A major public sector strike took place in Britain on Thursday, with hundreds of thousands of workers rallying against the government's austerity-driven spending cuts and pay restraint measures.
The strike involves a wide range of workers from teachers and civil servants to street sweepers and park attendants.
Rallies were held in cities around Britain, including at London's Trafalgar Square, while picket lines were set up at public buildings including fire stations and local government offices.
A fifth of schools were closed along with libraries, museums and even driving test centres.
Government estimates put the number of people on strike at under half a million.
One of the largest trade unions, UNISON, which first called the strike, said they thought hundreds of thousands of their members had withdrawn their labour.
The Trades Union Congress (TUC) did not have a figure for those taking action but said that just over one million public sector workers had been balloted.
As part of a push to balance the public finances, Prime Minister David Cameron's coalition government froze public sector salaries after taking power in 2010 for two years and has since limited pay rises to one percent a year.
Unions say this means that salaries cannot keep up with rising living costs and that now "enough is enough".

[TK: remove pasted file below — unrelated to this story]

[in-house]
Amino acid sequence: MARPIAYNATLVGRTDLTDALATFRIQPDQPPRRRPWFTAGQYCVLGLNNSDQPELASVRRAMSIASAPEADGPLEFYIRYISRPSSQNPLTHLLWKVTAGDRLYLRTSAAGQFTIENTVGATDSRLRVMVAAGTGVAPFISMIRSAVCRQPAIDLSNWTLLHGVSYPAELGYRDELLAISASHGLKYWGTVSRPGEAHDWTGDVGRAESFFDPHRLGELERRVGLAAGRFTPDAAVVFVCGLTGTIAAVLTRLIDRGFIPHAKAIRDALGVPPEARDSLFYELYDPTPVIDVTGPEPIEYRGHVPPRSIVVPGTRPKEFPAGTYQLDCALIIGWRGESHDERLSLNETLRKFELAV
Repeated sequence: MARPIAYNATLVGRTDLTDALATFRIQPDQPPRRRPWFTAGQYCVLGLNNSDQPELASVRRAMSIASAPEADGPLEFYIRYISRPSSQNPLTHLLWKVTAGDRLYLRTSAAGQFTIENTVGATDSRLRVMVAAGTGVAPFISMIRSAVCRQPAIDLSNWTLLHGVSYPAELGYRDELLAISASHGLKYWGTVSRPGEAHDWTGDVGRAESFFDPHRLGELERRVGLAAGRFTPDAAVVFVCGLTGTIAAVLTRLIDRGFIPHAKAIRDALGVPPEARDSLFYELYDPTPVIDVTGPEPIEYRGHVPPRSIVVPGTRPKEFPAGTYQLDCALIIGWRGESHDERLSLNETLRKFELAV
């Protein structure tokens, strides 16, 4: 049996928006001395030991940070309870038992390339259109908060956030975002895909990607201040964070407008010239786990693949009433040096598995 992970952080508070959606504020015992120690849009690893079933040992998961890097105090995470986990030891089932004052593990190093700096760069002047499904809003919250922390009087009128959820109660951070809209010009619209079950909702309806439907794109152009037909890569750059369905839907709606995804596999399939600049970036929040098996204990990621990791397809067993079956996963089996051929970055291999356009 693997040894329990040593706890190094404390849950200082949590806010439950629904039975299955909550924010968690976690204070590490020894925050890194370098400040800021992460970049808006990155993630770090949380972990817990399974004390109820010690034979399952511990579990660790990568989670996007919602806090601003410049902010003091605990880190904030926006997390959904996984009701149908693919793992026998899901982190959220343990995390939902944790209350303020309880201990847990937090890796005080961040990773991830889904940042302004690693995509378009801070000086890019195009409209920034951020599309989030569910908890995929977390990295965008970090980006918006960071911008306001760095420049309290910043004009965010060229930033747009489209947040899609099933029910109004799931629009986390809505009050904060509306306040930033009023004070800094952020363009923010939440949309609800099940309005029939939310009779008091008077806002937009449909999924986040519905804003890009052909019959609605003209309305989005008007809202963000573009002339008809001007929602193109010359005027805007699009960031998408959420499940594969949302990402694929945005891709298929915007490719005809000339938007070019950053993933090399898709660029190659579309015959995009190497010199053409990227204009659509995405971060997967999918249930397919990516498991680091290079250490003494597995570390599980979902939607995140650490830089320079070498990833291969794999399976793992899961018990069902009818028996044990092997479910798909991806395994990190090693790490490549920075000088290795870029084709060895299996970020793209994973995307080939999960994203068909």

"This is why today's strikers deserve public support," said TUC general secretary Frances O'Grady.
"They are saying that ordinary workers should not be locked out of the recovery, and that we should all get a fair share as the economy grows again."
- Cameron attacks low ballot turnout -
Britain's economy emerged from recession in 2009 following a downturn rooted in the global financial crisis and has since been gaining strength.
"We went through a deep, deep recession, we had a huge budget deficit and we needed pay restraint," Cabinet Office Minister Francis Maude told BBC radio.
"Public sector pay has increased by more than in the private sector since the recession… if we had raised pay more, there would have been more jobs lost."
A spokesman for the Cabinet Office ministry said under a fifth of civil servants -- fewer than 80,000 -- were on strike, but did not have a figure for the wider public sector.
"Most public sector workers have reported for work today and well-rehearsed contingency plans are ensuring that nearly all key public services are being delivered as usual," he said.
A Department for Education spokesman added: "Thanks to the dedication of many teachers and staff who turned up for work, just 21% of schools were closed today."
Alex Kenny, an executive member of the National Union for Teachers, was on the rally in London, which began with around 1,500 people.
"They're pretending that it's OK for public sector workers doing vital jobs to have a nought percent pay rise, while bankers get bonuses far in excess of that," he told AFP.
Cameron has attacked the low turnout in the union ballots which led to the strikes and vowed to introduce legislation to ensure a minimum number of people take part in a ballot for it to be legal.
A TUC spokeswoman said the federation accepted that turnout in some ballots "wasn't particularly high", but said the government was doing nothing to raise participation, such as allowing secure voting via smartphone.
Instead "they seem interested in making it harder", she told AFP.